The night-time patrols had been deemed necessary as the Ottoman presence near Romani, only 23 miles from the Suez Canal, had slowly increased.  But since the Ottoman raid against the Suez in January of 1915, what little fighting had occurred in the Sinai had been done as minor raiding parties by either side.  Other than the disastrous Turkish invasion of Sarikamish early in the war, the Ottoman Empire had been almost exclusively on the defensive.  The threat of a large-scale Turkish offensive seemed little more than another desert-fueled illusion.

The sounds of gunfire and artillery as the night of August 3rd became the early morning of August 4th confirmed the fears of the Brigade’s commanders.  8,000 troops – the vanguard of a mixture of 16,000 Ottomans, Germans and Austro-Hungarians threw themselves against the light horsemen.  The strength of the Central Powers in the Middle East was about to reach its zenith.

Members of a captured Turkish ambulance at Romani. The battle would be the Central Powers’ attempt to gain the upper hand in the Sinai and Egypt


For all of the strategic importance of the Suez Canal – its construction had reduced the journey between Bombay and London by nearly half, facilitating trade that rapidly grown Britain’s economy – neither Britain nor the Ottoman Empire had prioritized efforts to defend or occupy the Sinai.  Instead, the significant battles for control of the Middle East had thus far occurred in the Bosphorus and Mesopotamia.   Continue reading

The Embers of Prometheus

We’ve fallen a little behind on our World War I series.  Over the next few weeks/months, we’re going to work to get caught-up to the calendar.

The town of Kostiuchnówka had already seen heavy fighting for nearly a year when the first hits of Russian artillery landed on July 4th, 1916.  The town, located in Austrian occupation Russian territory (now, modern Ukraine), had been part of the frontline that was the Eastern Front since the massive Central Powers’ victory in the summer of 1915.  Now, Kostiuchnówka was again an active battlefield as part of the Russian Brusilov Offensive.

The attack had unfolded as most of the attacks during the offensive – a brief artillery barrage followed by seasoned Russian troops putting pressure on the entire front, hoping to form a crack and exploit the advantage.  26,000 Russians were prepared to assault Kostiuchnówka.  Only their opponents weren’t the usual mixture of men from the Dual Monarchy.

Many of the 5,500-7,300 men facing the Russians had recently been Russian nationals themselves.  The men of the Polish Legion, led under Józef Piłsudski, weren’t merely fighting for Berlin or Vienna’s claims on Tsarist Russia, but for a renewed homeland for themselves.  As Pilsudski’s men fell, the seeds for the short-lived Kingdom of Poland were being planted.


Russian pro-Polish propaganda – the Russians tried to keep Poles from rebelling, as they had four other times since 1830

Despite the Polish–Lithuanian Commonwealth being one of the largest nation states in Europe during the 16th and 17th centuries, Poland had usually been at the mercy of their neighbors.  By the summer of 1916, Poland had ceased to exist for more than 120 years following the nation’s division between Russia, Prussia and Austria-Hungary.  Yet the potential future of a Polish state was very much on the minds of the country’s long-past conquerors.    Continue reading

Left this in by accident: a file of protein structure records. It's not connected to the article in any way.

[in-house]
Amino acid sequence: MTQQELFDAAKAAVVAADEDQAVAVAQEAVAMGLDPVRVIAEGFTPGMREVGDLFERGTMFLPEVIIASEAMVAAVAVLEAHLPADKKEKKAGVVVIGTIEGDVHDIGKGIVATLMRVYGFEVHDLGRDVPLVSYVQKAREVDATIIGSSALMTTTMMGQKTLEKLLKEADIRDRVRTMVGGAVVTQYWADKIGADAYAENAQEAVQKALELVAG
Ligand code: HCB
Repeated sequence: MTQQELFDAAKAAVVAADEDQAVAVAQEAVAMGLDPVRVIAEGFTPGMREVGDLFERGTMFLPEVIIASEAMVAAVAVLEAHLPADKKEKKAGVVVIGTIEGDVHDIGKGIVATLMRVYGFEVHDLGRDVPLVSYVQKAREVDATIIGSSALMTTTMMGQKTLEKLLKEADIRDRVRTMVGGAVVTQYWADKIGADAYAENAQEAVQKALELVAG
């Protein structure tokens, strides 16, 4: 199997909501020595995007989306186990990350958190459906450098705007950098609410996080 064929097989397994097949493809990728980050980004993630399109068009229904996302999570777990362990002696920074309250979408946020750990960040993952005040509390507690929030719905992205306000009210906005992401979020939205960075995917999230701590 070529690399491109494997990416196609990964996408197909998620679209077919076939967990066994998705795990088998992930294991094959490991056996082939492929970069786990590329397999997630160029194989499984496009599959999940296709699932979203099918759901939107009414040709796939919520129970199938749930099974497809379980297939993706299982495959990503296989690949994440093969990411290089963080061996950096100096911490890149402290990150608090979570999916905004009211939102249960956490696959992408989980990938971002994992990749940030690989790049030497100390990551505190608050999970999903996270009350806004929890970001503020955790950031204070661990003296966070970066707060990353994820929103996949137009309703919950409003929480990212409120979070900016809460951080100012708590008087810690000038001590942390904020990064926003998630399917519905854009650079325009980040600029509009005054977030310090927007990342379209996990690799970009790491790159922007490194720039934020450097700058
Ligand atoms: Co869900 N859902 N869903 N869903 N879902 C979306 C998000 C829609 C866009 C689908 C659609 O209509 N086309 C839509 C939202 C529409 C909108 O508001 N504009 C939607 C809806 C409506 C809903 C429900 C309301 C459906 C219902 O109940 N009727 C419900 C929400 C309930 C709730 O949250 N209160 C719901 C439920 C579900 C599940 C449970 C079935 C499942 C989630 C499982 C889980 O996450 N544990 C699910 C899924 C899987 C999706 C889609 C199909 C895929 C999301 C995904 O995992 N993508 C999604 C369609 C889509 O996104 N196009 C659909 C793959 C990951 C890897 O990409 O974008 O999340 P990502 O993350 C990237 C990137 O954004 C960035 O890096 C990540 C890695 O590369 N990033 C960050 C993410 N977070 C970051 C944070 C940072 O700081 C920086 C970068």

The Arab Revolt

We’ve fallen a little behind on our World War I series.  Over the next few weeks/months, we’re going to work to get caught-up to the calendar.

The call to early morning prayers (the fajr) had reverberated throughout Mecca on June 10th, 1916.  The modestly-sized city of less than 80,000 was only just beginning their day as Hussein bin Ali, the Ottoman-appointed Sharif of Mecca, strode to the balcony of the Hashemite Palace.

Despite the conflicts to their East in the Sinai and Mesopotamia to their West, the holiest city in all of Islam, home to the Masjid al-Haram or “Sacred Mosque,” had been remarkably quiet.  Most of the Ottoman troops stationed in Mecca had been relocated, leaving only a skeleton force of a thousand men.  A large military presence in the holy city, the site of the Prophet Muhammad’s triumphant return following years of exile in nearby Medina, was otherwise considered unseemly.

From the balcony of the Hashemite Palace, a shot was fired into the air.  As the echo coasted down the city streets, 5,000 men began firing upon the Ottoman fortresses that dotted the town.  Peering out from behind one of the fortress walls, the Ottoman commander quickly telephoned Sharif Hussein bin Ali – who was attacking them?  Both the attackers and defenders were flying the same flag of the Kingdom of Hejaz, the regional authority of the Ottoman Empire.  Were these attackers Bedouin?  Ottoman deserters?  The British?  No, Sharif Hussein bin Ali replied – they were his troops.

What would become known as the “Arab Revolt” had begun.  And the era of Ottoman control of the desert was about to end.


Arab Revolt – the romanticized view.  In reality, it would become a brutal conflict and one heavily subsidized by the British

In the summer of 1916, the dichotomy of the politics of the Arabian Peninsula were profound.  Nowhere else in the Ottoman Empire was a region governed by men so willing to rebel, yet leading over a populace so apparently disinterested in doing so.   Continue reading

Here Be Dragons

It’s hard to think about warfare in the past century without conjuring up the image of the tank.